For example, the Mailchimp API might output a table called “campaigns” which contains two columns, “campaign_id”, an integer, and “campaign_name”, a string. This is helpful when writing data to a typed database like Snowflake or Postgres which needs to know the type of each column in each table. This operation is called “schema discovery”.
Export the source data
When given a valid user configuration and a selection of which tables to export the source data should be streamed. This is called the read operation.
Correct behaviors then include: when exporting data, the connector should only output data from the tables the user asked for. Also, all the records output should have the same data types described in the schema discovery phase.
Beyond correctness: testing best practices
The above test cases are meant to guarantee correctness, but we don’t have to constrain ourselves to just that. We can even test for general best practices and good patterns. For example, getting the connector’s specification, running connection checks, or performing schema discovery are all user facing operations. When they run, a user is typically waiting at the keyboard or UI for their results. So they need to be as fast as possible. While that’s not a requirement for “correctness” per se, we can still say that we’d like every connector to run these operations in under 5 seconds, unless there is a strong reason it cannot.
One way to verify these behaviors and best practices would be to tell every connector developer to implement them as part of unit & integration testing. But that would be incredibly inefficient for many reasons. First, it’s a drag on velocity. Second, it would result in lower quality tests, because it’s unlikely that every connector developer will have thought of every edge case. Finally, it does not snowball lessons from one connector into all the others: if tomorrow we discovered a new test case all connectors must pass, there is no easy way to propagate that test case to all connectors.
In short, implementing test cases individually for each connector would be an extremely low leverage way to reach thousands of supported connectors in the Airbyte ecosystem. To solve the problems above, we’ve developed Connector Acceptance Tests (CATs).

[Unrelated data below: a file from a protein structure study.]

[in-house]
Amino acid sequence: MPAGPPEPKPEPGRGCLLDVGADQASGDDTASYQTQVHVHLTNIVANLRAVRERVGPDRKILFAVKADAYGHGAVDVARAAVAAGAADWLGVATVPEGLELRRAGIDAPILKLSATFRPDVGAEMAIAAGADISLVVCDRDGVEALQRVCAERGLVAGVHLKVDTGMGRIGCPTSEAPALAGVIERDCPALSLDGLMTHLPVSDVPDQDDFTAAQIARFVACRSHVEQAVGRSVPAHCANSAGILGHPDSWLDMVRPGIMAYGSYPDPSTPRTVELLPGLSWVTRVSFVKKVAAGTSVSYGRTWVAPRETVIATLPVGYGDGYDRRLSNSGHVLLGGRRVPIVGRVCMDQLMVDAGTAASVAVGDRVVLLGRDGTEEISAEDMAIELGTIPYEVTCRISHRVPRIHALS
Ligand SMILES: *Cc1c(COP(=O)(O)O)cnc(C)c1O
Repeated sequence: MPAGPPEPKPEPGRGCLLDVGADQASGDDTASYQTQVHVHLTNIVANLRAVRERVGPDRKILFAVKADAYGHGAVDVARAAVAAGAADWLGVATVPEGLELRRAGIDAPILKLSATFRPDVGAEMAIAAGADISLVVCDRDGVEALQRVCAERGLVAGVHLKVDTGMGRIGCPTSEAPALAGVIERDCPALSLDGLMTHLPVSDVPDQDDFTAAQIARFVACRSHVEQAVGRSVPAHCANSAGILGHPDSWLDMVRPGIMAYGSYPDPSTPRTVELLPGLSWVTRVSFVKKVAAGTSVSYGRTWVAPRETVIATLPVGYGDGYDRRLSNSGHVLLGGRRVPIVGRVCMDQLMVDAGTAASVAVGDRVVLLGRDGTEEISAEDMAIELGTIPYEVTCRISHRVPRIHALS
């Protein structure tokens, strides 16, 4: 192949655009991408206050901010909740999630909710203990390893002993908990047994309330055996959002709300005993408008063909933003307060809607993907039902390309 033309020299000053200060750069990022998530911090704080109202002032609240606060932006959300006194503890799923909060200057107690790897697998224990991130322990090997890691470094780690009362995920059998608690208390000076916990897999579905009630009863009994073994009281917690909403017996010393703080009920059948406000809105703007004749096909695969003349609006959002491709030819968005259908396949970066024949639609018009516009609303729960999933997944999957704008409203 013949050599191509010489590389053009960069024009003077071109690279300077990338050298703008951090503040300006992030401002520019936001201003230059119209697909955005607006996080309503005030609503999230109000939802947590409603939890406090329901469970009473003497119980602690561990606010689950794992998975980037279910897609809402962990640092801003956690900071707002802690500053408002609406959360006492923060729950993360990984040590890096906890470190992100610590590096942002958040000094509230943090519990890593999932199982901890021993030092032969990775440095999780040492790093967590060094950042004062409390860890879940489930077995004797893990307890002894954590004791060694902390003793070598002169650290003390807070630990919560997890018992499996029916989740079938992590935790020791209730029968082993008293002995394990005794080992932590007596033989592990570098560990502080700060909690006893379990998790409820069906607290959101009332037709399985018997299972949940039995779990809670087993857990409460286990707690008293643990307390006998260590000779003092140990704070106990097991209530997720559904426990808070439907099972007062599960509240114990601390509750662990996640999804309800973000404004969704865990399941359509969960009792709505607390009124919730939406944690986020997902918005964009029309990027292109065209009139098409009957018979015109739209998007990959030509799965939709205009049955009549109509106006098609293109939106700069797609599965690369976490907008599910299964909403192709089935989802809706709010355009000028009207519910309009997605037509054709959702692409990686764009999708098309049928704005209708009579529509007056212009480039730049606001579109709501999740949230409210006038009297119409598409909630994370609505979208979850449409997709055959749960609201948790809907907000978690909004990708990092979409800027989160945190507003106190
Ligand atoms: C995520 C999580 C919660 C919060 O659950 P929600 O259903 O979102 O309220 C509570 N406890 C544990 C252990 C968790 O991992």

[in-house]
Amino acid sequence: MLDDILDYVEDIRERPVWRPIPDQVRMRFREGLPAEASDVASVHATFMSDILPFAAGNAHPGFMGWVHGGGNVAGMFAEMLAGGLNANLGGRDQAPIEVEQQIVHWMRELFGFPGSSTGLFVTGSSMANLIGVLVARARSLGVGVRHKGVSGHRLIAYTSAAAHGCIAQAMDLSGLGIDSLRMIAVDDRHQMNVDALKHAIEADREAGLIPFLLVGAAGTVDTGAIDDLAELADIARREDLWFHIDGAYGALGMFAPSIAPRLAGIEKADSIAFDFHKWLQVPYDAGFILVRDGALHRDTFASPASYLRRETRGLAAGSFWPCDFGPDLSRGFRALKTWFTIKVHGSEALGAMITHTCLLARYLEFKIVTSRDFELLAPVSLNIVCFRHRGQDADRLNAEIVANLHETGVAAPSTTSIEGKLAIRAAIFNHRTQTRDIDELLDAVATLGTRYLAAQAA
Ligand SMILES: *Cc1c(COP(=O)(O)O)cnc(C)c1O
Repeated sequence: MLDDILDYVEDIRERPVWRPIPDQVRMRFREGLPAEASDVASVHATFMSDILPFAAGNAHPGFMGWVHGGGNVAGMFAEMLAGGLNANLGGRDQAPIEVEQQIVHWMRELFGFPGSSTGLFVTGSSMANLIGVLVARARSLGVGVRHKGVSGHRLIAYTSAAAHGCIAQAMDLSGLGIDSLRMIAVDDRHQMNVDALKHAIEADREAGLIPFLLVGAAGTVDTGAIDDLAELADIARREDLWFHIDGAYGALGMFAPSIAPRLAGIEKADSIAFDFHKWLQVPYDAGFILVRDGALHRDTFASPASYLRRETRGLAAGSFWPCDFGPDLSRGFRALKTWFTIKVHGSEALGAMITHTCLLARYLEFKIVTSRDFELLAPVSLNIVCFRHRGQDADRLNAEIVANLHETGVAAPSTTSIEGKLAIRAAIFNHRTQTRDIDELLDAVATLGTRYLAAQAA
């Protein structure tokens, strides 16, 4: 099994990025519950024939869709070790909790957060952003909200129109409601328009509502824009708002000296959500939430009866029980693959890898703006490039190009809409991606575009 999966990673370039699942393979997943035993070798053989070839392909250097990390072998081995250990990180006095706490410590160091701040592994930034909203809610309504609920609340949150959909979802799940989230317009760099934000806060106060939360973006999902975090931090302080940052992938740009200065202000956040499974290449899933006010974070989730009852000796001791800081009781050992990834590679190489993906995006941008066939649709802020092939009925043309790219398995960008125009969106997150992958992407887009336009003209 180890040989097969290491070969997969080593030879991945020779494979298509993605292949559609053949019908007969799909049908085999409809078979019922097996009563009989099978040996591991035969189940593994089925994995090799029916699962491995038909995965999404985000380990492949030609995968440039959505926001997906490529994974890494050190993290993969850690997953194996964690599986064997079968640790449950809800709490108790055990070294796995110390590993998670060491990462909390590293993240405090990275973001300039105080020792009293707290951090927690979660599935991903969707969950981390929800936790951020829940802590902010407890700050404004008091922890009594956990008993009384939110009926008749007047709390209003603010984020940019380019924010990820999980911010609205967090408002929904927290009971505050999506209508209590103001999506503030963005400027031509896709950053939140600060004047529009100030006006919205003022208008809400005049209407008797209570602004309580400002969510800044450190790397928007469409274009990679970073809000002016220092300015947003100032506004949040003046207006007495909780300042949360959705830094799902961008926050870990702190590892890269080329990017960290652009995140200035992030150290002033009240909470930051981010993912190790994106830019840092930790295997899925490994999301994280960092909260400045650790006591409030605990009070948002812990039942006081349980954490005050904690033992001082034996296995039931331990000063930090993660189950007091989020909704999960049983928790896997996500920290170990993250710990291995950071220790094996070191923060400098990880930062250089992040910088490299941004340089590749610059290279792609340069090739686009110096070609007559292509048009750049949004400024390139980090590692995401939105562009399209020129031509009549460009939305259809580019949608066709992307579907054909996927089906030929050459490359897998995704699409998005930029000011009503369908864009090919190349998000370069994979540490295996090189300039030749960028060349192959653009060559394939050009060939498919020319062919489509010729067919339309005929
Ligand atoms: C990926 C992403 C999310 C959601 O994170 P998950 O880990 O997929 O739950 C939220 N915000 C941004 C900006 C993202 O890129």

How to write CATs
In short, CATs are a set of test suites which are:
- Modular: you can select which tests you want to run, and how many times with which inputs.
- Language agnostic: they work regardless of the connector’s implementation language.
- Silo agnostic: it doesn’t matter what data silo (DB, API, etc.) the connector is talking to.
- Require no dependencies apart from Docker.
- Setup with a single YAML file.
So let’s say you just wrote an Airbyte connector and want to verify it works reasonably well, what does running CATs actually look like, and what guarantees does it give you? First, you need to add a YAML file. This YAML file is autogenerated for the developer when they use the Connector Development Kit (CDK) code generator. The developer only needs to fill the pregenerated YAML file and provide some configuration files. Here’s an example YAML file from the Square source connector, annotated with comments to make it easier to read.
Not counting the comments, that is 26 lines of YAML, which is fairly short.
To run the tests the developer just runs <span class="text-style-code">docker run airbyte/source-acceptance-test –-acceptance-test-config .</span> from the connector module’s root directory, and mount the directory containing your YAML configuration file. For example, if a connector lives in <span class="text-style-code">~/code/airbyte/connectors/salesforce</span>, they would run the command from that directory, assuming that’s where the YAML lives (which is the convention for all Airbyte connectors).
The sequence diagram below visually illustrates what happens when you run the command above. In a nutshell, the CATs look at the configuration YAML provided by the developer, run the relevant tests against the connector image, then output a test report to the developer:
If some tests fail, the appropriate CAT will display an error message explaining what went wrong to tell the developer what they need to fix.
Here are some of the assertions that are run when running CATs for sources, in addition to some of the possible additional verification the developer can configure:
- All output from the connector is valid JSON.
- The connector’s specification and discovered schema only use data types by the Airbyte type system.
- Inputs described in the connector’s specification all contain “human readable” descriptions and titles for the input parameters.
- The Spec, connection check, and schema discovery operations run within a “reasonable” time e.g: 5 seconds. The developer can also set custom values for what a “reasonable” runtime is.